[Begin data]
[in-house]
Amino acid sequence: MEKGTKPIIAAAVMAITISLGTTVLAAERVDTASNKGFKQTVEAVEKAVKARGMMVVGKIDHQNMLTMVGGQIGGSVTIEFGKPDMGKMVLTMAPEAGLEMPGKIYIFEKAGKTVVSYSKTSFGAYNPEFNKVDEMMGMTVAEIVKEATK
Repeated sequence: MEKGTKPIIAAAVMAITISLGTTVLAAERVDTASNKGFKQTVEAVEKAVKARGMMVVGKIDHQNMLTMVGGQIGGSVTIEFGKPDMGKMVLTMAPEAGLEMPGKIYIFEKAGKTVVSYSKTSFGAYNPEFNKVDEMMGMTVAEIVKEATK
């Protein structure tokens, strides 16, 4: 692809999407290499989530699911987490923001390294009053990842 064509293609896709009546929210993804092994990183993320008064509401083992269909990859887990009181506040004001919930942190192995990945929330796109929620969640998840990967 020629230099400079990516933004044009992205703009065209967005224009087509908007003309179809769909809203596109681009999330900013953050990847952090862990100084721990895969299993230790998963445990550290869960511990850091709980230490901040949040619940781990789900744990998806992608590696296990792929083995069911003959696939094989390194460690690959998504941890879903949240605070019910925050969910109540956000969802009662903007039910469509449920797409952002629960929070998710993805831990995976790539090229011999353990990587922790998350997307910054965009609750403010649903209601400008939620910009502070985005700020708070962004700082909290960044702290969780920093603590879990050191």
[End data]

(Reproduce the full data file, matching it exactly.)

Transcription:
[in-house]
Amino acid sequence: MEKGTKPIIAAAVMAITISLGTTVLAAERVDTASNKGFKQTVEAVEKAVKARGMMVVGKIDHQNMLTMVGGQIGGSVTIEFGKPDMGKMVLTMAPEAGLEMPGKIYIFEKAGKTVVSYSKTSFGAYNPEFNKVDEMMGMTVAEIVKEATK
Repeated sequence: MEKGTKPIIAAAVMAITISLGTTVLAAERVDTASNKGFKQTVEAVEKAVKARGMMVVGKIDHQNMLTMVGGQIGGSVTIEFGKPDMGKMVLTMAPEAGLEMPGKIYIFEKAGKTVVSYSKTSFGAYNPEFNKVDEMMGMTVAEIVKEATK
């Protein structure tokens, strides 16, 4: 692809999407290499989530699911987490923001390294009053990842 064509293609896709009546929210993804092994990183993320008064509401083992269909990859887990009181506040004001919930942190192995990945929330796109929620969640998840990967 020629230099400079990516933004044009992205703009065209967005224009087509908007003309179809769909809203596109681009999330900013953050990847952090862990100084721990895969299993230790998963445990550290869960511990850091709980230490901040949040619940781990789900744990998806992608590696296990792929083995069911003959696939094989390194460690690959998504941890879903949240605070019910925050969910109540956000969802009662903007039910469509449920797409952002629960929070998710993805831990995976790539090229011999353990990587922790998350997307910054965009609750403010649903209601400008939620910009502070985005700020708070962004700082909290960044702290969780920093603590879990050191």